Main image of article Here’s Why You Shouldn’t Worry About a Bubble
Facebook’s $19 billion acquisition of WhatsApp is seen by some as the clearest sign yet that we’re in the midst of a tech bubble that could threaten jobs in both startups and established IT firms. But not everyone agrees. Soap Bubble“Obviously there have been some really big prices paid for tech companies recently,” says former Apple CEO John Sculley, citing both the WhatsApp acquisition and Google’s $3.4 billion purchase of Nest. The size of both deals shocked many Silicon Valley watchers. Still, Sculley doesn’t believe we’re in a bubble. If we are, “it’s not going away anytime soon,” he says. “Too many powerful technology trends [are] driving the creation of disruptive new companies.” Another view comes from tech marketing executive Alan Wallace, who says that even if it’s a bubble, that’s not a negative thing. “There is tremendous opportunity out there. This is a good time to be in tech.” “This sort of debate seems to come round every year or two and my view today is that there are localized incidents of frothy behavior but nothing widespread enough that we should call it a bubble,” adds Nic Brisbourne, managing director of London’s Forward Investment Partners, writing on the website AlwaysOn. Brisbourne argues that data published recently by CBInsights shows the volume of venture investment supports his view. “Transaction values and volumes are rising, but not at bubble rates,” he said.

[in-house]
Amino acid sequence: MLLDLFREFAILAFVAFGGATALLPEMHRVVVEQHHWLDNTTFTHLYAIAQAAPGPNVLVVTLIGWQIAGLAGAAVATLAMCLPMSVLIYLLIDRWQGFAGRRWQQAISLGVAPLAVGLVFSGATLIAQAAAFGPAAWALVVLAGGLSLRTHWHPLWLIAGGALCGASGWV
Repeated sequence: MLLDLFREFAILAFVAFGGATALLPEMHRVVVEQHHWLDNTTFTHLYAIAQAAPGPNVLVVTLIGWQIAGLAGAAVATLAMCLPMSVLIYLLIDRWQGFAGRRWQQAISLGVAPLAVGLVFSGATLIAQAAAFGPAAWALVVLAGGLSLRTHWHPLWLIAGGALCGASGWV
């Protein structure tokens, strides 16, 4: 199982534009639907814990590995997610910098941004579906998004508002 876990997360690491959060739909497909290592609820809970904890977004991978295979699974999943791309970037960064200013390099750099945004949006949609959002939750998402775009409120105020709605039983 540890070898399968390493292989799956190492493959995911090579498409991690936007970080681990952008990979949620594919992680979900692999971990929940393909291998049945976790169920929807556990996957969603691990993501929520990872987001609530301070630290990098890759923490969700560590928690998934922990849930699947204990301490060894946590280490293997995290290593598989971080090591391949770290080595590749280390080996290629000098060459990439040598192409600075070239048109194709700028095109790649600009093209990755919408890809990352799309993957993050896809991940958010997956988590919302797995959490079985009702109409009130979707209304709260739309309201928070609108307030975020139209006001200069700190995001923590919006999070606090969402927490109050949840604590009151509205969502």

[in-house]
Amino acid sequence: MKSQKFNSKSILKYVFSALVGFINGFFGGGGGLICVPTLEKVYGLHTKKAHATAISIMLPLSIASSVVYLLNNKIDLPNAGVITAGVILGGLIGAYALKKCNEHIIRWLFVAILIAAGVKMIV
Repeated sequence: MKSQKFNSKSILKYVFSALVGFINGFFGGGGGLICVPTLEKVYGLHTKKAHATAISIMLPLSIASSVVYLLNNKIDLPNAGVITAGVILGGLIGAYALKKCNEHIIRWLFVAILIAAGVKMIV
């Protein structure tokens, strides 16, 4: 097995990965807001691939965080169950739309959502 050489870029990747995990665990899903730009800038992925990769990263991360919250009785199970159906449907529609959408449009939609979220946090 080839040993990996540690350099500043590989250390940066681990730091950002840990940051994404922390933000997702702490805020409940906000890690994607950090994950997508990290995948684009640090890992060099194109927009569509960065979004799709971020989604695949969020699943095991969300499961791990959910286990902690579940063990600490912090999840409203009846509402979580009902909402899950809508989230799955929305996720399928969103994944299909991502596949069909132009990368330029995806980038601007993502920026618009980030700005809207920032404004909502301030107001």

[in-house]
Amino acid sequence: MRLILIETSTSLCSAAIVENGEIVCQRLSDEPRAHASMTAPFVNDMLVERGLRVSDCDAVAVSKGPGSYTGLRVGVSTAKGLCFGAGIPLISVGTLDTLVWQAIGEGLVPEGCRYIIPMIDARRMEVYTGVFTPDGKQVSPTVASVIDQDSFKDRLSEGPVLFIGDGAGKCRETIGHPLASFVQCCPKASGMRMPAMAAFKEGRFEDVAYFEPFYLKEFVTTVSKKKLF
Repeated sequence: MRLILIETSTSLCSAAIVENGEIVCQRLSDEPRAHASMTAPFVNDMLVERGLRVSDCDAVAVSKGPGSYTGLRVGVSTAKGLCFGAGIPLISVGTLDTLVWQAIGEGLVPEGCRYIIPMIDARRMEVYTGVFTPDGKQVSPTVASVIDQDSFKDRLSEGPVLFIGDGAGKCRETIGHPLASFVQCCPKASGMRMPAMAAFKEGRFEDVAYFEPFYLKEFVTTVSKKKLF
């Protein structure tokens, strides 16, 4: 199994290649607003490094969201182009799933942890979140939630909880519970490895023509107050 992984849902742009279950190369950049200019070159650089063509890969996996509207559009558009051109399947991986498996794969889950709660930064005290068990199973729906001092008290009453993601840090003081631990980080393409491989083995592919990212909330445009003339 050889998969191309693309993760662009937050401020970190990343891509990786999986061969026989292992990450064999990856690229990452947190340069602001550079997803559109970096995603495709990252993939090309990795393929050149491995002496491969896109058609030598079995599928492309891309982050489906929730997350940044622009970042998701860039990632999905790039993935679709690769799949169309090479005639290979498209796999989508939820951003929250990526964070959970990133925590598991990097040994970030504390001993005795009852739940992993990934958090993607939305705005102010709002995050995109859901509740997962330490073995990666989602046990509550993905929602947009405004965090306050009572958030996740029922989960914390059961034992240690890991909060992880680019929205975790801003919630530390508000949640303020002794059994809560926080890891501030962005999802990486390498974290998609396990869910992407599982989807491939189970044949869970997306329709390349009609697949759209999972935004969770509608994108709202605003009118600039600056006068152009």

Should Workers Worry?

If Sculley, Wallace and Brisbourne are correct, there’s nothing for workers to worry about in the immediate future. In fact, the growth stage of a bubble can mean heady times, indeed. The number of startups can explode and their purchases – the spending of venture investment – can drive success at larger companies, too. Yet many still remember the crash of early 2000, when stock prices tumbled and tech investment all but stopped, resulting in the closing of hundreds of startups and thousands of job losses. And that was before the subsequent recession began, in which companies of all sizes ended up shedding workers.

What is a Bubble?

Bubbles occur when normally sensible CEOs, venture capitalists and others “in the know” start paying inflated prices for acquisitions and investing in startups that a year before they’d have turned down. Bubbles sometimes end with a crash, which is what tech workers should fear. Or they may deflate when investors lose interest and sales pressure pushes stock prices down to normal valuations.

Bubble Believers

“I have been covering Bubble 2.0 since March 2011,” writes Seeking Alpha blogger Lenny Grover.
I argued that there were micro-bubbles in tech but nothing comparable in scope to the original 1995-2000 dot-com bubble. Since that time, the stock market has been on a tear and tech valuation multiples have continued to increase. I now believe that we are in a full-on tech bubble.
To get a handle on the size of Facebook’s acquisition, if WhatsApp were a publicly-traded company, it would fall into the S&P 500 somewhere in the 260s. The purchase makes the company worth more than Marriott International, Humana or Southwest Airlines. "I do think that this [the WhatsApp acquisition] is yet another data point that tells us that this is a bubble,” wrote Gina Sanchez, founder of Chantico Global, on Yahoo Finance. “But that doesn't mean that the bubble is going to burst immediately." The consensus of these experts, then, is that even if a bubble exists – and it’s not clear that one does – there is little to worry about right now beyond how to respond to the growth opportunities it can drive.